Ferris: This is my ninth sick day this semester. It’s pretty tough coming up with new illnesses. If I go for ten, I’m probably going to have to barf up a lung, so I better make this one count.

Part of me keeps thinking about the end. About the untimely demise of Stry.us. I have this recurring fear — not a nightmare, just a fear — that somebody’s going to show up one day and tell me, straight up: Dan, it’s been a nice ride. But, uh, we made a mistake. It was supposed to be somebody else on this crazy journey. Turn in your press pass. You’re needed on the fryer at McDonald’s now.

I still might end up on the fryer. But I’m not going to go quietly. I’m going to do like Ryan Adams told me and burn up hard and bright.

Hell, I might end up in a place I didn’t expect/want, but I’m not going to spend my days there wondering what might’ve been if I’d just put in a little more work on Stry.us. I’m not going to leave any “what ifs” on the table. I’m trying everything I can right now.

Ferris: A person should not believe in an -ism, he should believe in himself. I quote John Lennon, “I don’t believe in Beatles, I just believe in me.” Good point there. After all, he was the walrus. I could be the walrus.

The -ism here: All those conventional journalism beliefs I was taught. Time to challenge them all.

And another thing: Be yourself! Not a bad lesson, either.

Ed Rooney: I did not achieve this position in life by having some snot-nosed punk leave my cheese out in the wind.

I like it when traditional news folks tell me that I’m messing with their shit. It means they’re scared of what I’m doing. And if they’re scared, that probably means I’m trying something a little bit risky.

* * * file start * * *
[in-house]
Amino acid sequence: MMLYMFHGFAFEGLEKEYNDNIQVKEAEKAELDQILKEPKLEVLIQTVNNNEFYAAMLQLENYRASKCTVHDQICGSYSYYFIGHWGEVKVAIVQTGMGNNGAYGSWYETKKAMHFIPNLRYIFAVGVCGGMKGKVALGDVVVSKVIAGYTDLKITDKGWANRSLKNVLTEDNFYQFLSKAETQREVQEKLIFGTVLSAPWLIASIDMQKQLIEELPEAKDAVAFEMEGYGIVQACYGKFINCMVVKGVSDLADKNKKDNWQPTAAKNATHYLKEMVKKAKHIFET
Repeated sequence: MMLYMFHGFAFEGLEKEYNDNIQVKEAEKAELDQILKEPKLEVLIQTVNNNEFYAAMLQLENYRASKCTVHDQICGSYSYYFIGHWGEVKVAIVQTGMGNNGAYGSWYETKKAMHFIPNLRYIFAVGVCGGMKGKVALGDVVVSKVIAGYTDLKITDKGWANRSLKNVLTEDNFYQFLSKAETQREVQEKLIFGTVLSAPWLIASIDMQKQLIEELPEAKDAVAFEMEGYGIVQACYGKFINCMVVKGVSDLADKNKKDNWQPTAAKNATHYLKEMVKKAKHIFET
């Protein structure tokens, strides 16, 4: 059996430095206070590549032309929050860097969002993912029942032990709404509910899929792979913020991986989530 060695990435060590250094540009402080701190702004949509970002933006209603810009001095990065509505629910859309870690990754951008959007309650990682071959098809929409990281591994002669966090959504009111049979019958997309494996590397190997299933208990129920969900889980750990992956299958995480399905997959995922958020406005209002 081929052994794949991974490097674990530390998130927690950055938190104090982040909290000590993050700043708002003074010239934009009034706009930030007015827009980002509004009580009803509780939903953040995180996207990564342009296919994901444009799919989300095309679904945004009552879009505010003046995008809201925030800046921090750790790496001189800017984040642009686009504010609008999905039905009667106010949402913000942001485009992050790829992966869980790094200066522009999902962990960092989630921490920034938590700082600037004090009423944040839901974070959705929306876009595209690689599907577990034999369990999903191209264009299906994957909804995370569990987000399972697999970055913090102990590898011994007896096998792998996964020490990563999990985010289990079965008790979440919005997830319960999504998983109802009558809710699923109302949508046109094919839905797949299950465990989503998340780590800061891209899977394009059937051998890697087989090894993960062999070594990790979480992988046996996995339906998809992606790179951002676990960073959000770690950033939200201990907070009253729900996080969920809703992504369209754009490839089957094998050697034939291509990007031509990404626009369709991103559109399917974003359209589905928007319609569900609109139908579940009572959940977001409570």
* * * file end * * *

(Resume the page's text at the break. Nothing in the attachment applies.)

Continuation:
Risky is good. Journalism needs some risk right now. It needs experimentation.

It needs something like Stry.us.

I’m not trying to leave anybody’s cheese out in the wind, but if we do this right, the Stry.us team might build something that saves somebody else’s bacon.

Ferris: Life moves pretty fast. If you don’t stop and look around once in a while, you could miss it.

The best Ferris Bueller advice of all.

I’m 24, almost 25. I’m not waiting around for retirement here. I’m young, I’m dumb, I’m hungry. These are amazing years, and I’m trying to build something great with them.

So I tell you now: Be like Ferris. Be a little too bold. Get up and dance a little too hard. Drive a little too fast. Kiss the girl a little too long.

We may not be able to save Ferris, but I want to keep his spirit going.

Bueller? Bueller?

Yeah, he’s still alive here at Stry.us.

  1. Okay, maybe not the Boca part.

The Four Types of Haters You’ll Meet. (or: Beware The Wrath of The Rainmakers!)